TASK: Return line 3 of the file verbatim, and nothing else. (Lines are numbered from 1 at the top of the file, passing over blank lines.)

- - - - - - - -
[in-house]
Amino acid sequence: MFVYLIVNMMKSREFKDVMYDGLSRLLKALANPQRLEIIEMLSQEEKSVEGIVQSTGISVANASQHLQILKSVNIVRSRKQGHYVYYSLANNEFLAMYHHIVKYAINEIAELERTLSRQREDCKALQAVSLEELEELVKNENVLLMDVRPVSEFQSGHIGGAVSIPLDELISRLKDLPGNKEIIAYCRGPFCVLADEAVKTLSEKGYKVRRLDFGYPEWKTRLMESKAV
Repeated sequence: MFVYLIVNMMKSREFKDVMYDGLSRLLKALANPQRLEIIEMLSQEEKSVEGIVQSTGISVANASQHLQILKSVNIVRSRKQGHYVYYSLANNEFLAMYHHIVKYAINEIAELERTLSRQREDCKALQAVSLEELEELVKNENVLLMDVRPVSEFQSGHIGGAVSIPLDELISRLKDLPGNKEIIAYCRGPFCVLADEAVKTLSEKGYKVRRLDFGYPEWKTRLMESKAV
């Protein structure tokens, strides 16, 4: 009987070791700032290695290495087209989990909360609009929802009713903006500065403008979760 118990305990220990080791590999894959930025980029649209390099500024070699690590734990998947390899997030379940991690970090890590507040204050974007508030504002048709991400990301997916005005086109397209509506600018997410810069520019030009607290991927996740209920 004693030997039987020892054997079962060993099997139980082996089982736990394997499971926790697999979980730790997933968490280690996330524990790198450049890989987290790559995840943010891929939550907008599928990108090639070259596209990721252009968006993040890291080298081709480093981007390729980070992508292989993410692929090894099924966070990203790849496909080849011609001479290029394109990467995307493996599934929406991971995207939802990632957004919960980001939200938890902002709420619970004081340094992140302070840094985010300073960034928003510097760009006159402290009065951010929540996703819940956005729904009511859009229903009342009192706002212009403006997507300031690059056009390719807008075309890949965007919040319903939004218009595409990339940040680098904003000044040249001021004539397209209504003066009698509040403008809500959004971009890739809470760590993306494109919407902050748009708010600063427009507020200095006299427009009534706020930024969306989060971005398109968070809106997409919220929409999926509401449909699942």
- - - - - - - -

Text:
Repeated sequence: MFVYLIVNMMKSREFKDVMYDGLSRLLKALANPQRLEIIEMLSQEEKSVEGIVQSTGISVANASQHLQILKSVNIVRSRKQGHYVYYSLANNEFLAMYHHIVKYAINEIAELERTLSRQREDCKALQAVSLEELEELVKNENVLLMDVRPVSEFQSGHIGGAVSIPLDELISRLKDLPGNKEIIAYCRGPFCVLADEAVKTLSEKGYKVRRLDFGYPEWKTRLMESKAV